Britain's parliament braces for Brexit

Britain's parliament braces for Brexit
By Euronews
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For the next two years the UK parliament will be dominated the enormous legislative task of repealing thousands of European laws


For the next two years the UK parliament will be dominated by one enormous legislative task: re-writing thousands of laws so that there are no traces of European legislation left behind.

A report by the House of Commons library has described it as “one of the largest legislative projects ever undertaken in the UK.”

British parliament needs to pass seven controversial post-Brexit bills to confirm EU departure via IBTimesUK</a></p>&mdash; Alison House (alihinspain) March 16, 2017

The government’s Great Repeal Bill will have to discard every European law since the 1972 European Communities Act was signed.

With 19,000 Europe specific laws waiting to be transposed into UK law the pressure to work through them all by 2019 will be intense.

To do this ministers and other government officials may be given unheard of new powers to change UK laws which they would never normally enjoy.

There’s a growing fear that government officials will seize on the opportunity to alter laws on the sly without the inconvenience of having them debated in parliament.

The most controversial areas such as immigration, will have to be debated, but parliament will also have to allow most laws to be re-written without any scrutiny.

Meanwhile government officials from the Department for Exiting the European Union are busy drawing up guidelines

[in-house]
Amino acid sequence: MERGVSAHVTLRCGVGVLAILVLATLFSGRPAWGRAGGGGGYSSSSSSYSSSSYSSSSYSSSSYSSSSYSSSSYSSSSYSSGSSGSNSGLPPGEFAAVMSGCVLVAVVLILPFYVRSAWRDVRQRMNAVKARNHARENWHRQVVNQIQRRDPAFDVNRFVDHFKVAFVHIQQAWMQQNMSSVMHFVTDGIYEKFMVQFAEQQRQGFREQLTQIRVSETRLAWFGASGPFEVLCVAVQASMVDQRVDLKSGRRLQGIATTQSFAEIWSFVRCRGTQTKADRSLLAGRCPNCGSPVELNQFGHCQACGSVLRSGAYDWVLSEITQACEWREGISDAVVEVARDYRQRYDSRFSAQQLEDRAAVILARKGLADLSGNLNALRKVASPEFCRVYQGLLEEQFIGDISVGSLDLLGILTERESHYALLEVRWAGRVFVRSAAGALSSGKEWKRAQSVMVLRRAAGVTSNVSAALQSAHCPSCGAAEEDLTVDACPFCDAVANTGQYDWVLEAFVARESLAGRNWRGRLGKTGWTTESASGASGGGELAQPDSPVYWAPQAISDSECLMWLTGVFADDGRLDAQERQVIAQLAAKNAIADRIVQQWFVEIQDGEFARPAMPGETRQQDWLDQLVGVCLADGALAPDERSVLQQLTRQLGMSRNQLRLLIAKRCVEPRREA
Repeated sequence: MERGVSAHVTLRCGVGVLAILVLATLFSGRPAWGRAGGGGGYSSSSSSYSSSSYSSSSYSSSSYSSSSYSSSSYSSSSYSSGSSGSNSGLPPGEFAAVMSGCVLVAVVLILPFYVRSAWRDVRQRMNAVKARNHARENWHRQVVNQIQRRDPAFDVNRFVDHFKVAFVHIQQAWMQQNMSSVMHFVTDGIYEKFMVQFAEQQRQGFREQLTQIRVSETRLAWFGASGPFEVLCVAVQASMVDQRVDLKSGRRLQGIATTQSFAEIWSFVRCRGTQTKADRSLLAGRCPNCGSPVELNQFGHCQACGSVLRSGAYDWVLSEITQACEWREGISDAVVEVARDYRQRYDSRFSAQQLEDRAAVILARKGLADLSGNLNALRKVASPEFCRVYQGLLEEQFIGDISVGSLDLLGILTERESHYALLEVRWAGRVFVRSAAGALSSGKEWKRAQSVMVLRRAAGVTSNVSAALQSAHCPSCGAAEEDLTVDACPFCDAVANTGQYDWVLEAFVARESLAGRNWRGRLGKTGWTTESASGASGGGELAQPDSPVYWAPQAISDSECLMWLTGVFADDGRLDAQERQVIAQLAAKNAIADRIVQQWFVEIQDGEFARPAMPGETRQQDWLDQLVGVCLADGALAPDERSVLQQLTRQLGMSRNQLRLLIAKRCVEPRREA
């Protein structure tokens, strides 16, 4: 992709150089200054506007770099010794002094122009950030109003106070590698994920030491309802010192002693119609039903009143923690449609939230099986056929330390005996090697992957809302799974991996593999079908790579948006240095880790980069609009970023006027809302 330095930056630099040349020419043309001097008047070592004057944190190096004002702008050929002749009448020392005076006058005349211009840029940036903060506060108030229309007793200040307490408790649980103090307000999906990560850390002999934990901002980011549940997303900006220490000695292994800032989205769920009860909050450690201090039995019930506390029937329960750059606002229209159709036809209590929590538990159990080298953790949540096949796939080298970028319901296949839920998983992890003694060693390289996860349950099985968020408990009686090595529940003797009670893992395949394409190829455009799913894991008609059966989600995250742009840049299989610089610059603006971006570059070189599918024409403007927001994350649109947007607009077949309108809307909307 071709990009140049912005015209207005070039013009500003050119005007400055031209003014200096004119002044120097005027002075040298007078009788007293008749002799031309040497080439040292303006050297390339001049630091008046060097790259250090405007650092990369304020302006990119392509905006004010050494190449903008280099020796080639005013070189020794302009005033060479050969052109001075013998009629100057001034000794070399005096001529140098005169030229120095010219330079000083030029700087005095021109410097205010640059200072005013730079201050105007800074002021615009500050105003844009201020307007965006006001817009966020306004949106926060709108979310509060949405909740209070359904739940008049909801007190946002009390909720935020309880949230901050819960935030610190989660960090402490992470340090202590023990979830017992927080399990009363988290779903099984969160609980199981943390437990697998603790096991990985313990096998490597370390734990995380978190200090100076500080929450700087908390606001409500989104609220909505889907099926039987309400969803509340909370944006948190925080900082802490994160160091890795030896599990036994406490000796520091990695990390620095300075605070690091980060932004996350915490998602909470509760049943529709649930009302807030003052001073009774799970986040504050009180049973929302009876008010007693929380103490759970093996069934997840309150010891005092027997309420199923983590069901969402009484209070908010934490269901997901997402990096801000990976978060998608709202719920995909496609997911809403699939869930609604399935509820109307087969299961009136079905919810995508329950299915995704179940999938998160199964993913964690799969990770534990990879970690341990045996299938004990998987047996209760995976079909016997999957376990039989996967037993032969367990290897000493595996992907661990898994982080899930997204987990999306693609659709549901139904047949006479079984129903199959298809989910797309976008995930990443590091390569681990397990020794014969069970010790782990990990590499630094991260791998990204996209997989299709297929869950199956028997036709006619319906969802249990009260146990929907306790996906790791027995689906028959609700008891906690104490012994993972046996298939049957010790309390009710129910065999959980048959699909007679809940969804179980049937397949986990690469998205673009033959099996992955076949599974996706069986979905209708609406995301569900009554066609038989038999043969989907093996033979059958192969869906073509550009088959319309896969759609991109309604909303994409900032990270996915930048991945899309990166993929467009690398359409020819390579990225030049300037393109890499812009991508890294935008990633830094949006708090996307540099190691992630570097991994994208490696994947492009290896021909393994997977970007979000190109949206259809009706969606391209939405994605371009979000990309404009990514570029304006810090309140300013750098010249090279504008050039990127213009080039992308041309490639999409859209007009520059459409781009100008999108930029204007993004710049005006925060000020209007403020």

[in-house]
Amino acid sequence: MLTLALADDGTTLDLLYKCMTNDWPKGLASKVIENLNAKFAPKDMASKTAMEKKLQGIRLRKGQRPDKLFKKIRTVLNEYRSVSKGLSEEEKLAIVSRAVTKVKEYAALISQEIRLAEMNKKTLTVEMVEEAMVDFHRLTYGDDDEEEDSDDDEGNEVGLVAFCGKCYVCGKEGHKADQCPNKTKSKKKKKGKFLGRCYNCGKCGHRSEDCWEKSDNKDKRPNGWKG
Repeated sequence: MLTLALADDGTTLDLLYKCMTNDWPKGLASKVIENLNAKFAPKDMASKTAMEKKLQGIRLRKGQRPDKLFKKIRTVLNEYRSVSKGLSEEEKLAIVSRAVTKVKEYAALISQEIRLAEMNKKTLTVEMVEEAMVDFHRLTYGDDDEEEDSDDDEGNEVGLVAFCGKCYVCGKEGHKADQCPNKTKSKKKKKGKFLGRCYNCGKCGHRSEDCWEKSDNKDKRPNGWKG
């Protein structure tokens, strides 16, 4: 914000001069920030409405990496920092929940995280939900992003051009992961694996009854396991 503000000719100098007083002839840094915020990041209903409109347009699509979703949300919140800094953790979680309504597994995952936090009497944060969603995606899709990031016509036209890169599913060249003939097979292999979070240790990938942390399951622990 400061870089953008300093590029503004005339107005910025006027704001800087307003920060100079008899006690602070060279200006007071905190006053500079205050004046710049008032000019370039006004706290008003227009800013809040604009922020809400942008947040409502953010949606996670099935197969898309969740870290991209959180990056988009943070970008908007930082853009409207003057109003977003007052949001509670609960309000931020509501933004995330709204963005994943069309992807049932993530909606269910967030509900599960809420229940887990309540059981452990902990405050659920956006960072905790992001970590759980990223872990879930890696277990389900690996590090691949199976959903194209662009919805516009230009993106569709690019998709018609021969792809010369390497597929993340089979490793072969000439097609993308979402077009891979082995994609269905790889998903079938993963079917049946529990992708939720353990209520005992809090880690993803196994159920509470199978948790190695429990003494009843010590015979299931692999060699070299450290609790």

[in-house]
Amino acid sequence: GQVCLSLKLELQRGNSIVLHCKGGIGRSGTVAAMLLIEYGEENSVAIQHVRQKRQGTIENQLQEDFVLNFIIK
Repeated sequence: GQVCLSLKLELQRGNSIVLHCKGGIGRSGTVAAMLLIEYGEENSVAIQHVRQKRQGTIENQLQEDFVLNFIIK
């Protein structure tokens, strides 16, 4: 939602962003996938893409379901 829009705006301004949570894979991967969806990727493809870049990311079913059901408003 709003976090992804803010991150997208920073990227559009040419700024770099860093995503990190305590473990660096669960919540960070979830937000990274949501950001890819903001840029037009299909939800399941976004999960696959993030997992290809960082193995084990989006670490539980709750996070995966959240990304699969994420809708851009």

and the minister tasked with achieving Brexit believes a deal will be done.

“It’s momentous but it is not beyond us. It’s about giving the British people what they voted for in the referendum, control of their own laws so what we are doing is bringing back those laws here so that we can do a deal across the board, which is in the interest of ourselves and the European Union,” David Davis, the Brexit Secretary said.

But the government is already coming under pressure from some industries that rely on seamless pan-European co-operation.

The aviation industry for instance is questioning how air traffic control will operate over Europe’s skies after 2019.

And the pharmaceuticals industry, one of Britain’s biggest and most tightly regulated, is concerned at the time it will take and the costs involved in ensuring all the drugs on the market pass the new standards of safety and effectiveness.

The lights in the UK parliament are going to be burning late for many nights to come.

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